Still catching up on posting my columns.
The recent horrific discovery in Kamloops of the remains of 215 Indigenous children, buried in an unmarked mass grave, brought home the horrors of the Residential School system. Many people in North Island communities may be retraumatized by this news, and those who are not directly impacted may still experience profound grief, anger, and sorrow. I know I personally have, and still do.
This chilling news came on the eve of National Indigenous People’s History Month (NIPHM). Canadians celebrate National Indigenous History Month to honour the history, heritage, and diversity of Indigenous peoples in Canada. It is also an opportunity to recognize the strength of present-day Indigenous communities. National Indigenous History Month is a time for learning about and appreciating the contributions First Nations, Inuit and Métis people have made in shaping Canada.
The VIRL NIPHM Challenge
Throughout June, VIRL invites you to take actions to further your understanding of local Indigenous communities, and the ongoing affects of colonization, and to engage with the many talented Indigenous content makers, artists, and creators.
There’s a resource list full of choices to help you – and a great prize draw as incentive.
The VIRL resource list includes books, movies, reports, articles, podcasts, games and more. You can use the NIPHM Challenge Booklet to track your progress.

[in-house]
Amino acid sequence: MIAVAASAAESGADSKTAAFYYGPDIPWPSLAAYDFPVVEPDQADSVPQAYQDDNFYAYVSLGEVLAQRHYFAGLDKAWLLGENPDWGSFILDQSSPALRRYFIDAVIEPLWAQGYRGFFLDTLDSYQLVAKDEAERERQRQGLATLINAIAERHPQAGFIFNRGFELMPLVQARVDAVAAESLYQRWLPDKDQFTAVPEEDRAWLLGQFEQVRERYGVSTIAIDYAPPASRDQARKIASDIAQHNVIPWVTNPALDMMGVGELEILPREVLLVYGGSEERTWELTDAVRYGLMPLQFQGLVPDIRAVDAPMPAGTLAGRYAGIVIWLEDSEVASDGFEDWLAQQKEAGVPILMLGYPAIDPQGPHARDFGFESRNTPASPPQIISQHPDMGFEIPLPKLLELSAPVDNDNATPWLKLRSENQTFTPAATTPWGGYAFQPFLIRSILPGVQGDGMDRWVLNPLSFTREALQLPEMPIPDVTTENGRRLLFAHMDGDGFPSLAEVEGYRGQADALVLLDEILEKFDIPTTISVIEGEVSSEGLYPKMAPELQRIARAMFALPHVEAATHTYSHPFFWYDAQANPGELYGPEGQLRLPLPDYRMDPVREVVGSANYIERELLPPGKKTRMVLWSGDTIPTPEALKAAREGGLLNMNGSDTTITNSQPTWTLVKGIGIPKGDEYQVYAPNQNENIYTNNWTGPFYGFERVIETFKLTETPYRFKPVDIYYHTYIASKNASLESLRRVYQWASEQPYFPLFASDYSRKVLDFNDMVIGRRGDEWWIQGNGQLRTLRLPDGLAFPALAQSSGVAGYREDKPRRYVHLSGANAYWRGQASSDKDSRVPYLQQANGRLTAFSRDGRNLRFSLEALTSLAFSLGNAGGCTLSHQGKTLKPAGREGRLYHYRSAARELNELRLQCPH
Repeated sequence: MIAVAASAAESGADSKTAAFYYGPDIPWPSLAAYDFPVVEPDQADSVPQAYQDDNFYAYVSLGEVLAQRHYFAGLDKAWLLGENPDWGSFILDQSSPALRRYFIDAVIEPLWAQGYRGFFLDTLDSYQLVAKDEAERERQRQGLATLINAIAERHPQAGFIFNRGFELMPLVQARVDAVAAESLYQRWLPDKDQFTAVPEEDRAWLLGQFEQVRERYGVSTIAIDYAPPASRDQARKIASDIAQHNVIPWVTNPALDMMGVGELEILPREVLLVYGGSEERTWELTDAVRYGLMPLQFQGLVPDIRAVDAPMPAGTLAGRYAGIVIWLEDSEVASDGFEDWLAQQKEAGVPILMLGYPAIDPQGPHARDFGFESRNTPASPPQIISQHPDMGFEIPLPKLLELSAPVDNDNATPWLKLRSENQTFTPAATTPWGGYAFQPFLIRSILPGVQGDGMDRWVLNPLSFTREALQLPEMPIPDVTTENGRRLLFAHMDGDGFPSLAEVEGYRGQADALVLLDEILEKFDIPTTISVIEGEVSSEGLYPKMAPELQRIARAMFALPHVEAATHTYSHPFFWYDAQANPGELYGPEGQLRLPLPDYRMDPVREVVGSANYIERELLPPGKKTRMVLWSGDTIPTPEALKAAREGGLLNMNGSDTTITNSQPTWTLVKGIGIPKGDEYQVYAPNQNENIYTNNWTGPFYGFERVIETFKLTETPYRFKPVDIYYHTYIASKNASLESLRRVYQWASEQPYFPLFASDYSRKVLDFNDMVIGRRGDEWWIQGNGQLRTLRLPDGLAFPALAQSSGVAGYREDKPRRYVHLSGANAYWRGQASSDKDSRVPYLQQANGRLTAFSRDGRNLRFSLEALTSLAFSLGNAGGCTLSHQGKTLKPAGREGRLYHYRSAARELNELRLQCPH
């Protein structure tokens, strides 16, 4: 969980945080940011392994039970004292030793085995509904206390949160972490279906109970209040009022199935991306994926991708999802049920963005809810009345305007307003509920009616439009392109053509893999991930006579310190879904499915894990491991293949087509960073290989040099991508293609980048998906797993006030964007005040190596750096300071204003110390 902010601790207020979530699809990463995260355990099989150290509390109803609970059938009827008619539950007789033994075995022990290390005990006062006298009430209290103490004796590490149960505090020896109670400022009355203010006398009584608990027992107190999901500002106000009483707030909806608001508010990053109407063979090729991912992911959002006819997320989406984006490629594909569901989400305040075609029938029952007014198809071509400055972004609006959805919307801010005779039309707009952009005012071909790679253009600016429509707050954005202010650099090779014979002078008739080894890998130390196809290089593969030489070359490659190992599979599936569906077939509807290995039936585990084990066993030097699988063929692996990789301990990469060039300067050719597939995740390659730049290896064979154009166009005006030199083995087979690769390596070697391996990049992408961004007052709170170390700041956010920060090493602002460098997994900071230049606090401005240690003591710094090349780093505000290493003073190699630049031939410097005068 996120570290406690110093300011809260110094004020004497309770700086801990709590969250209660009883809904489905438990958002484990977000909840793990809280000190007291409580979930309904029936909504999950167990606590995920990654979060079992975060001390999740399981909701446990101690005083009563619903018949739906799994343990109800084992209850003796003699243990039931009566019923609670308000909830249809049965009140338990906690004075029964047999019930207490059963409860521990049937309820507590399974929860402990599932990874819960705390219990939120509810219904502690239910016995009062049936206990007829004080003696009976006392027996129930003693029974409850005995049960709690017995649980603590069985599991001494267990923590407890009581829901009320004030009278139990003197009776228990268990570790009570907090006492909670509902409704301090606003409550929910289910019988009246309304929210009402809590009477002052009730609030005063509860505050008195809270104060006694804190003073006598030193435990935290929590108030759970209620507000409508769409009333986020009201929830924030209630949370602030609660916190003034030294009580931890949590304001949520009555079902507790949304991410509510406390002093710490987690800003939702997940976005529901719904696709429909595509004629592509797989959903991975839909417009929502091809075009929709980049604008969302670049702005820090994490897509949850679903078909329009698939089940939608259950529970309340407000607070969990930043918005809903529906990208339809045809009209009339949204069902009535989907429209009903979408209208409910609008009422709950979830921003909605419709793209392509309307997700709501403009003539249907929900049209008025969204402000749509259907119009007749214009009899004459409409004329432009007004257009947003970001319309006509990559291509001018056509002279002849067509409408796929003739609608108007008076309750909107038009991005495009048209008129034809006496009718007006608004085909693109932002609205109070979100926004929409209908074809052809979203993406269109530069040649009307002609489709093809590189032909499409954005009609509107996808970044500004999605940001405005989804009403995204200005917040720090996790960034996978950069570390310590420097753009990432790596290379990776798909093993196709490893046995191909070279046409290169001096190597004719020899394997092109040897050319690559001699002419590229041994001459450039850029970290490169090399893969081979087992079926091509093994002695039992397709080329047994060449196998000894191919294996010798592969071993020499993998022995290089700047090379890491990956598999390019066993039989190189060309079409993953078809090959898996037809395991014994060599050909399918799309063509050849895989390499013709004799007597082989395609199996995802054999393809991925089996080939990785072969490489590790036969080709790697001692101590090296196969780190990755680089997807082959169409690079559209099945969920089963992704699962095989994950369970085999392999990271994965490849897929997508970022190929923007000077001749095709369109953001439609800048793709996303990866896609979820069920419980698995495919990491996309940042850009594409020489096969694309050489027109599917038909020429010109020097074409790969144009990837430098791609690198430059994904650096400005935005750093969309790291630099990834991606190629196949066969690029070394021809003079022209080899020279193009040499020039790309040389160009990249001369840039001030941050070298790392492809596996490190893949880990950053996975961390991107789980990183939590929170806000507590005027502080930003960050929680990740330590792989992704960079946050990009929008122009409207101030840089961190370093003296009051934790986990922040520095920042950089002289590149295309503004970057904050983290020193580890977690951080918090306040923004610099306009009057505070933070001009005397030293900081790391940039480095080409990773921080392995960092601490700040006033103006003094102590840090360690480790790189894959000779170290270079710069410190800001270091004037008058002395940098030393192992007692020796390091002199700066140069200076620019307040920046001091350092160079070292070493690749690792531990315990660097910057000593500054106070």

How it works – what you can win
Each challenge you check off equals one entry into the prize draw.
Each completed booklet gives you five additional prize entries.
Your local library branches will be holding draws for gift cards from local Indigenous businesses. Challenge records submitted by the end of June will be entered into a grand prize draw for a $100 gift card for U’mista Cultural Centre in Alert Bay.
You can complete as many tasks as you like, and every task you check off counts for one prize entry.
List includes videos created by local students
The extensive resource list includes ideas for adults, teens, and kids. On the kids’ list, you’ll find videos created by students at the Gwa'sala-'Nakwaxda'xw School in Port Hardy. I hope you’ll check out these sweet and wonderful videos!
During the month of June, when you visit virl.bc.ca, you’ll see both Pride and National Indigenous History Month on the landing page. The beautiful graphic “Raven My Friend” was created for VIRL by Métis artist Jean-Paul Langlois. Mr. Langlois has made a downloadable version available on the VIRL website.
You can also bring home a Take & Make weaving kit, and learn by video with Elder artist and weaver Violet Elliott / SNU’MEETHIA. If you weren’t lucky enough to snag one of the kits with harvested cedar, you can participate using ribbon. See your favourite library branch to pick up your kit.